That is another conclusion in which the IEA and OPEC are in agreement. The IEA said basically the same thing in its Medium Term Oil Market Report, warning that the dearth of investment today could create the conditions for a price spike in the future. With most of the industry scaling-back exploration, the potential for a sharp rise in prices will be just “as de-stabilising as the sharp oil price fall has proved to be,” the IEA wrote.
Hess not so sure about shale. While El-Badri and the IEA see U.S. shale surging back once prices rise, not everyone agrees. Hess Corp.’s (NYSE: HES) CEO John Hess downplayed the power of U.S. shale at CERAWeek. “Very few things make sense at $30. They barely made sense at $50,” Hess said. “It’s better to leave the oil in the ground.” He also said that shale is not a swing producer, but rather a “short-cycle producer.” In fact, he said, the only swing producer is Saudi Arabia. “Shale is such a capital intensive investment,” he added. “Once you’re in, you have to keep putting more money in.” Hess cut their rig count down to just 2 in 2016, a sharp fall from the 14 the company had operating in 2014. “We’ve been disproportionately hurt in the U.S.,” Hess said. “Our activity level is bare minimum.” Related: Shale Set To Decline Substantially This Year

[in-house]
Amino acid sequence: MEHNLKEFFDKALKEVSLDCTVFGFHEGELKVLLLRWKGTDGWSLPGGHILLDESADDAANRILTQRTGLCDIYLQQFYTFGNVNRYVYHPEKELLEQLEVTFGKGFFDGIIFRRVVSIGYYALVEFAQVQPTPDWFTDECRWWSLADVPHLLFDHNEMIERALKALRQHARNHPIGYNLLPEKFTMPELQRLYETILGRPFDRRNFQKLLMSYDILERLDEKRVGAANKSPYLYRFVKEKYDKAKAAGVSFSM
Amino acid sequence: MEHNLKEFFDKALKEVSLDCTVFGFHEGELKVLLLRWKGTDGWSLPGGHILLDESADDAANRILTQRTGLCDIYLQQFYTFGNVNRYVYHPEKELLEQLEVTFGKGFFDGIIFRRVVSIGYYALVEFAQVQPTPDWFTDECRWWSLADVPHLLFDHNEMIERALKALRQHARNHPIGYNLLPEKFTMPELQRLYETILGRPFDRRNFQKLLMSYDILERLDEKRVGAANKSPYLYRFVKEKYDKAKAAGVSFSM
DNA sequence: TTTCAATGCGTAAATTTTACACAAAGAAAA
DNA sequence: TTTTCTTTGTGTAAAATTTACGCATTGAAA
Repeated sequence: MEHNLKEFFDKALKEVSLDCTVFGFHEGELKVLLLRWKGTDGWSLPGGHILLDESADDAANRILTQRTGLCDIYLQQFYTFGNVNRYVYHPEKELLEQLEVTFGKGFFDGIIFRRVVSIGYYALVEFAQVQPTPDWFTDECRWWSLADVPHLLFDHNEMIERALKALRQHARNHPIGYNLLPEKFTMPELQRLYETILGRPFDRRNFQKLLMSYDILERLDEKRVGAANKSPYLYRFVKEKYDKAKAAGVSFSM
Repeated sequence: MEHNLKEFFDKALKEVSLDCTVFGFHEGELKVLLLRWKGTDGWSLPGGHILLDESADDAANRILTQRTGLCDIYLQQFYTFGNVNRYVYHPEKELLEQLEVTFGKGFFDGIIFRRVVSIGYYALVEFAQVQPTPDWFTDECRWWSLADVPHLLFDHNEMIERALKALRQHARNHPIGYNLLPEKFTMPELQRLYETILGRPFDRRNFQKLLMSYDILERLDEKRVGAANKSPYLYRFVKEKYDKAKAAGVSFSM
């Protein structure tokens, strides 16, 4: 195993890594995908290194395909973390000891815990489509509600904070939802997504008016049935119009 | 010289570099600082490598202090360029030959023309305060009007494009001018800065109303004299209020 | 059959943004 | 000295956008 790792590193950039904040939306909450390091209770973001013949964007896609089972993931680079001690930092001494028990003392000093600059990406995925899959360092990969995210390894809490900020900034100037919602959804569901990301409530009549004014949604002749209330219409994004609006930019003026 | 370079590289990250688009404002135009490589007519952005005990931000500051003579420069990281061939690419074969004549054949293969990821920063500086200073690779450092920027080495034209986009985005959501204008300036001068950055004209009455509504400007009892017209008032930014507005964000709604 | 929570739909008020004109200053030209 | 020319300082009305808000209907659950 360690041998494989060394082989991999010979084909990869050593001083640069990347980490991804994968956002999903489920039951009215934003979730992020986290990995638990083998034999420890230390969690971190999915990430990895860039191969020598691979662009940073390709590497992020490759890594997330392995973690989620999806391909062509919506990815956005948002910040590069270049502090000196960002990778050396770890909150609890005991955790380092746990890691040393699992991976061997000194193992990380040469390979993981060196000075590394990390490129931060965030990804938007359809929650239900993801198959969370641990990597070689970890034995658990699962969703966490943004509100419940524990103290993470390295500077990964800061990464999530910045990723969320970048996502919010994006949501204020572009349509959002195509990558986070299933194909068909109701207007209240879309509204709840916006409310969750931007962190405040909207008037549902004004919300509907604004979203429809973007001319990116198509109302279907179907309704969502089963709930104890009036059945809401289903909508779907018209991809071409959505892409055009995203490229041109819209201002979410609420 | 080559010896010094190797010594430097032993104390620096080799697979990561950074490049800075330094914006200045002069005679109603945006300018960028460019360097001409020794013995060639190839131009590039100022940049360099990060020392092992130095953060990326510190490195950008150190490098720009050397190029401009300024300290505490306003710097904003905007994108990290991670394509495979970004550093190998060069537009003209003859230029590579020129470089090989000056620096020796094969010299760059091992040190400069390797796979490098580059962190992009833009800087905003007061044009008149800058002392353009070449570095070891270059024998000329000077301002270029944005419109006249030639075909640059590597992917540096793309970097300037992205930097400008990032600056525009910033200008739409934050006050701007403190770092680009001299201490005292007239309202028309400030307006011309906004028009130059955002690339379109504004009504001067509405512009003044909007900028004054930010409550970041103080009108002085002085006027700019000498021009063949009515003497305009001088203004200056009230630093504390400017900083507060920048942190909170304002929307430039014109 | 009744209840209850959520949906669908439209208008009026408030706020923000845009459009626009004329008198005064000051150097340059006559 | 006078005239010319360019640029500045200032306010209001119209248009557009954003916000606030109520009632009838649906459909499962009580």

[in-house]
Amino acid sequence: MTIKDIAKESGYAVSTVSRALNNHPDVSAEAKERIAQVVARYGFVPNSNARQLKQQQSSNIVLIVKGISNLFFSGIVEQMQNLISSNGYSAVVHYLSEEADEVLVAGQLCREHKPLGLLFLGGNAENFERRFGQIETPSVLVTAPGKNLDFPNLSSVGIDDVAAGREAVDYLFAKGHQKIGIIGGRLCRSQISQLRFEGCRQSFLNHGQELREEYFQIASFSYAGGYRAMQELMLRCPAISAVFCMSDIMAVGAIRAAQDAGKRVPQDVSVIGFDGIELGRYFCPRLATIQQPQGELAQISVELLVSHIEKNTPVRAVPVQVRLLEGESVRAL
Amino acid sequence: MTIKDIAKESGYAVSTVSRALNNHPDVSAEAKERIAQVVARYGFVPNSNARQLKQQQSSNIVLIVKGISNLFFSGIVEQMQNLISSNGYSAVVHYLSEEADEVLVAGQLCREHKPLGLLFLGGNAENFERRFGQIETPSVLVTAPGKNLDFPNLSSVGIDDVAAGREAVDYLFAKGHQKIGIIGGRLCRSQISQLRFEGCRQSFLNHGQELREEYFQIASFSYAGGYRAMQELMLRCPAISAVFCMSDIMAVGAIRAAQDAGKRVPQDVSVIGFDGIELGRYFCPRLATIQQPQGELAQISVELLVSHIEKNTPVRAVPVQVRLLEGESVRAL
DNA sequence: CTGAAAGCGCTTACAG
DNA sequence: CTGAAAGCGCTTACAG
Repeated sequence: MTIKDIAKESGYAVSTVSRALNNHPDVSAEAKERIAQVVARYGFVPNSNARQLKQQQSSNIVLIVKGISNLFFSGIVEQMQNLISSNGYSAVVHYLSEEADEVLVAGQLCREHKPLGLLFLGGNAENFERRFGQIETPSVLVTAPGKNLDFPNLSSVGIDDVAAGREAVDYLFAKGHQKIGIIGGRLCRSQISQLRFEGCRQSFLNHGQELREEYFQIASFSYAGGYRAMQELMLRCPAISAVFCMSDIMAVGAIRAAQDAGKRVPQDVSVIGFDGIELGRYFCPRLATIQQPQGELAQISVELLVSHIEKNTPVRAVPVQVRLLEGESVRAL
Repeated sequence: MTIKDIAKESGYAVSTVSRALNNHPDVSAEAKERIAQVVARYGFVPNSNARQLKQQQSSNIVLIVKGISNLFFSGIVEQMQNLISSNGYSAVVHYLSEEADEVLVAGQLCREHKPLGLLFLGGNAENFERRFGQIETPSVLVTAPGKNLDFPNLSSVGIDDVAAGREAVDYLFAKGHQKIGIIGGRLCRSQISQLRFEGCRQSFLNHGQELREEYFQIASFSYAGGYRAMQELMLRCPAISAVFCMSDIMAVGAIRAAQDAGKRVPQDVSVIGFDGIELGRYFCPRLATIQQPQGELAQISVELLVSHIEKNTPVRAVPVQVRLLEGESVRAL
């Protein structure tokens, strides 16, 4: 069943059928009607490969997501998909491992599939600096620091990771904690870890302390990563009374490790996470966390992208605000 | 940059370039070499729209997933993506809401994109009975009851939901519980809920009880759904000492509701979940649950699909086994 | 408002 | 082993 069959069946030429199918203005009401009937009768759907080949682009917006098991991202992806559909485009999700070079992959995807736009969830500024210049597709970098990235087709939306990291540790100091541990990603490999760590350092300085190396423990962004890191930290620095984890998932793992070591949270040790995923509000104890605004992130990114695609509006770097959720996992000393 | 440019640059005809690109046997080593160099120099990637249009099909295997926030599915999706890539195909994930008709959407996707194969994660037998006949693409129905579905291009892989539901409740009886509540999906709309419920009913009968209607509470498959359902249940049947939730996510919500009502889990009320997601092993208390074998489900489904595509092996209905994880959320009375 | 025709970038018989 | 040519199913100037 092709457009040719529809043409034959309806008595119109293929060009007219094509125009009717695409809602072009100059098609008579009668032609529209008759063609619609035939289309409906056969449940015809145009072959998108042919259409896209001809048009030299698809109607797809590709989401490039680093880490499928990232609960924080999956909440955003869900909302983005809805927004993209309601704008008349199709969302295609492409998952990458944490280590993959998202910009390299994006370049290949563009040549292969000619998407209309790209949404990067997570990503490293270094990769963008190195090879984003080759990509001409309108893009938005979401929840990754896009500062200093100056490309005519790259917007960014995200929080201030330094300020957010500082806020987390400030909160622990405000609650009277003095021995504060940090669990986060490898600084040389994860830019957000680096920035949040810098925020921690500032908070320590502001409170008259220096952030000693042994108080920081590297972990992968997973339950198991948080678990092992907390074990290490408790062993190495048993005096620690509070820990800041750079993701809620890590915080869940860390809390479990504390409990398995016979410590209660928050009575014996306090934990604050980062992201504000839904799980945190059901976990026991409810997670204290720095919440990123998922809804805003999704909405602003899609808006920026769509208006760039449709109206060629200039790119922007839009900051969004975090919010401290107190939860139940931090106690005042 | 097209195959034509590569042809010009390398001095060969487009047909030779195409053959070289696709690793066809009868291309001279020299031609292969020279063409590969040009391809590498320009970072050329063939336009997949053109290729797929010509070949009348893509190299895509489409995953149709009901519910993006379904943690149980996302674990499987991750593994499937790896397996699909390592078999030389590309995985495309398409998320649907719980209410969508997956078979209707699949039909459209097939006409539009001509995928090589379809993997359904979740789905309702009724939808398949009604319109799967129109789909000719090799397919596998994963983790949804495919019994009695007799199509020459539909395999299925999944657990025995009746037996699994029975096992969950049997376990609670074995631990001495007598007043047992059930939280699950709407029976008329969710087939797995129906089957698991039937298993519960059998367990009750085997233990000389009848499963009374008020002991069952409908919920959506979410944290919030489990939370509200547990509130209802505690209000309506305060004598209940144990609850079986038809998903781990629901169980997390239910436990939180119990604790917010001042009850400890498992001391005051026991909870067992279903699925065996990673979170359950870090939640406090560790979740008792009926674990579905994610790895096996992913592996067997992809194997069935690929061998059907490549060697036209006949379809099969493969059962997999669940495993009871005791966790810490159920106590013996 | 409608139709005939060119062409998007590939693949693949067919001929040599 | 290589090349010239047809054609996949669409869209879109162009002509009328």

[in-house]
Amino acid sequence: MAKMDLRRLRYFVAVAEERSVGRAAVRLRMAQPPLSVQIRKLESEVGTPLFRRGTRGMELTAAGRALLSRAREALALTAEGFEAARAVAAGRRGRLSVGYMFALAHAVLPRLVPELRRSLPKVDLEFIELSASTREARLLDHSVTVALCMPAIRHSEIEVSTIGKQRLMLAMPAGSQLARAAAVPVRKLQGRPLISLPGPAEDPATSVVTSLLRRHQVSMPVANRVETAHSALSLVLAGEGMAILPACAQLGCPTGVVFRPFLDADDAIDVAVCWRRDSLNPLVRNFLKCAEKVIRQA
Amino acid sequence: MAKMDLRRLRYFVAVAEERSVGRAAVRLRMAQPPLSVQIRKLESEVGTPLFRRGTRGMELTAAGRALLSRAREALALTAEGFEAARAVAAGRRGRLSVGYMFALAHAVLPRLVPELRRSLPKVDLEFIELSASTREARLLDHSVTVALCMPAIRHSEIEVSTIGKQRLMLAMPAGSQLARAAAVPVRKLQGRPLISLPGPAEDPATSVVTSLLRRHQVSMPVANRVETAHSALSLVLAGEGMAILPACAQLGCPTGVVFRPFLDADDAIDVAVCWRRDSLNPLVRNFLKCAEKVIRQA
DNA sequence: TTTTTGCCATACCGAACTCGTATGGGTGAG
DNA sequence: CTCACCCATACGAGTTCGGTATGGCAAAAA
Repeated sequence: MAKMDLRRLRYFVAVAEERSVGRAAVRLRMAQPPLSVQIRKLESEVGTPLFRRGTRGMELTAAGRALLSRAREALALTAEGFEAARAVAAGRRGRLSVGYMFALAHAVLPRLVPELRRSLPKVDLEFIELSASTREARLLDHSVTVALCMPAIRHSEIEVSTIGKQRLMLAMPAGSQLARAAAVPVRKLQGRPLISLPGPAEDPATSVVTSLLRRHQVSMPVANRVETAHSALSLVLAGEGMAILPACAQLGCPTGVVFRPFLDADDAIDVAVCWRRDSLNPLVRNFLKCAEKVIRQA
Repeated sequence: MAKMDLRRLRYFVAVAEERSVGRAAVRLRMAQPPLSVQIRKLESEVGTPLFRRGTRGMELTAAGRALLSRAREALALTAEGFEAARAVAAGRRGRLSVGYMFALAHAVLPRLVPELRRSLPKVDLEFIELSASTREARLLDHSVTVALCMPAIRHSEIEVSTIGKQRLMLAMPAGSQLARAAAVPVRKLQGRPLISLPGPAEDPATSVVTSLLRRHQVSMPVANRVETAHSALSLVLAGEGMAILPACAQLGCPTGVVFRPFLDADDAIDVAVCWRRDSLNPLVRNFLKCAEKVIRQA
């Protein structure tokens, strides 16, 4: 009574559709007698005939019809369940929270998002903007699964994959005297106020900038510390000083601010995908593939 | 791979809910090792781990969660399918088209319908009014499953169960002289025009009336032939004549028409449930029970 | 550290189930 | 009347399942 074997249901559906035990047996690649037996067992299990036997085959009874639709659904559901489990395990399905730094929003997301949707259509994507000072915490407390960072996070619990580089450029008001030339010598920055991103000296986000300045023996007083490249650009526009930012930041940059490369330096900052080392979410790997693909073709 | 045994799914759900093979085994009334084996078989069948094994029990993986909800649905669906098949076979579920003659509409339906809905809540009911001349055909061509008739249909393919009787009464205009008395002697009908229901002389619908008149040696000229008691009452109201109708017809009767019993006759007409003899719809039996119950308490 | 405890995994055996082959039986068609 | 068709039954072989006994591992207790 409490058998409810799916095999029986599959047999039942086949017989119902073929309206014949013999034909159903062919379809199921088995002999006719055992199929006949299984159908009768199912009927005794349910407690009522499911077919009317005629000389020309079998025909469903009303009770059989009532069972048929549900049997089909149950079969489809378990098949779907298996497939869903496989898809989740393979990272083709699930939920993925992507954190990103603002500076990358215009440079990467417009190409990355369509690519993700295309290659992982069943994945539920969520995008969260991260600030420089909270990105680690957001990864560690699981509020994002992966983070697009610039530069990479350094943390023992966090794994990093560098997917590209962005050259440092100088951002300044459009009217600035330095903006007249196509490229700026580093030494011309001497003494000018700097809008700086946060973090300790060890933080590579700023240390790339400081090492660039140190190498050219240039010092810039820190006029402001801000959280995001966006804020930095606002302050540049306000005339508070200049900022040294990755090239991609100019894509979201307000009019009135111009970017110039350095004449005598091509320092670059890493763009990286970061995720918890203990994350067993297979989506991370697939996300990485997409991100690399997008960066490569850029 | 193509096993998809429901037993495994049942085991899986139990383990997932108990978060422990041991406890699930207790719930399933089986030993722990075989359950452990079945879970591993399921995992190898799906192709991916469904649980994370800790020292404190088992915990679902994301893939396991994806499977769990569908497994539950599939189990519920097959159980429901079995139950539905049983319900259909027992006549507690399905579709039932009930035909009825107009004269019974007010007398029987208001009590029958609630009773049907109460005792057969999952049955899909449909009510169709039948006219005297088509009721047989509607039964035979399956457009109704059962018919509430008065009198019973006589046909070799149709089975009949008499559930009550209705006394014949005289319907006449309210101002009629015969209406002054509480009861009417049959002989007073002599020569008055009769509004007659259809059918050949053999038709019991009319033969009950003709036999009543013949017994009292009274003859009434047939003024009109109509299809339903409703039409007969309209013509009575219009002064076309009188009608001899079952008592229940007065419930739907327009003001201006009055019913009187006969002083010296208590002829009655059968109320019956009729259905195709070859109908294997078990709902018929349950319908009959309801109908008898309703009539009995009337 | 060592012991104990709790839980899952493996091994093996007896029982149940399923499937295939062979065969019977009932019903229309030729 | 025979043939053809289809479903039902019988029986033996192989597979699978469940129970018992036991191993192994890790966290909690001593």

Mexico stays the course on oil auctions. Also at IHS CERAWeek, Mexican President Enrique Pena Nieto reassured the industry that his country would press forward with their ongoing overhaul of the energy sector. President Pena Nieto pushed through a historic reform of Mexico’s oil and gas industry several years ago, liberalizing it for the first time in over seven decades. But the timing could not have been worse. Mexico held several auctions in 2015 for shallow water oil and gas fields, with rather disappointing results. The crash in oil prices fueled speculation that the government would put further auctions on hold. But President Pena Nieto said in Houston that it would move forward with deepwater auctions in December 2016.